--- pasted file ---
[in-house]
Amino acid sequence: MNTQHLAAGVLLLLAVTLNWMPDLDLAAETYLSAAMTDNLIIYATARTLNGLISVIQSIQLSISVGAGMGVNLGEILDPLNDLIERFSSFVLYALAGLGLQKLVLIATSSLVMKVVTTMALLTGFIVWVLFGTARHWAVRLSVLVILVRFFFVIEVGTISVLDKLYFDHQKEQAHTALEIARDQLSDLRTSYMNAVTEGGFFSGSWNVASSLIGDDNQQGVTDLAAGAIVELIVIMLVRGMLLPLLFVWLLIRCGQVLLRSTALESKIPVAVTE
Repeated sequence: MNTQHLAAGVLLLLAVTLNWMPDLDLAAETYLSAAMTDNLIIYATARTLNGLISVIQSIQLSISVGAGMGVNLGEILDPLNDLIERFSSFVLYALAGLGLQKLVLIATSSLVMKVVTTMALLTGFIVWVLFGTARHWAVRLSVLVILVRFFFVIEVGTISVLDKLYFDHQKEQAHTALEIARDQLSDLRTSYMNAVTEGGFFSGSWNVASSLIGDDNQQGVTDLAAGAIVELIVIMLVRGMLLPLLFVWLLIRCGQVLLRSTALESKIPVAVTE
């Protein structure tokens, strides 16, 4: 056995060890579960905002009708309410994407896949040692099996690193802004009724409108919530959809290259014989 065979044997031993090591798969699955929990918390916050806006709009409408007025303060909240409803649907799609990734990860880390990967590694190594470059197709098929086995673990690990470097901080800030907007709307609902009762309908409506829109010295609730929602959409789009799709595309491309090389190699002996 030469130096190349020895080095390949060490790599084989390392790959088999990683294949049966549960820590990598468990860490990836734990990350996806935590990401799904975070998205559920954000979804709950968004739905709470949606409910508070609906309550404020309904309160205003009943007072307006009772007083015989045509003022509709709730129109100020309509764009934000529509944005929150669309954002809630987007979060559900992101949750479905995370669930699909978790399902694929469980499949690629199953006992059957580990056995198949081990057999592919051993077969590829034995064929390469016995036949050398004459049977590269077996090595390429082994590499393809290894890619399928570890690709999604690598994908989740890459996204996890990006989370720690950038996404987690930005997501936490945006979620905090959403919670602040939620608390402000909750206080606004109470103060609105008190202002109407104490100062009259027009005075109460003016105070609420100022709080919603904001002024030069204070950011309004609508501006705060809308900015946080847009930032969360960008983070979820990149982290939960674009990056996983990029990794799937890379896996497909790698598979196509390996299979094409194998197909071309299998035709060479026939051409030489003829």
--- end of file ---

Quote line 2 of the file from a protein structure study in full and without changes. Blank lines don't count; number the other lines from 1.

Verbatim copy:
Amino acid sequence: MNTQHLAAGVLLLLAVTLNWMPDLDLAAETYLSAAMTDNLIIYATARTLNGLISVIQSIQLSISVGAGMGVNLGEILDPLNDLIERFSSFVLYALAGLGLQKLVLIATSSLVMKVVTTMALLTGFIVWVLFGTARHWAVRLSVLVILVRFFFVIEVGTISVLDKLYFDHQKEQAHTALEIARDQLSDLRTSYMNAVTEGGFFSGSWNVASSLIGDDNQQGVTDLAAGAIVELIVIMLVRGMLLPLLFVWLLIRCGQVLLRSTALESKIPVAVTE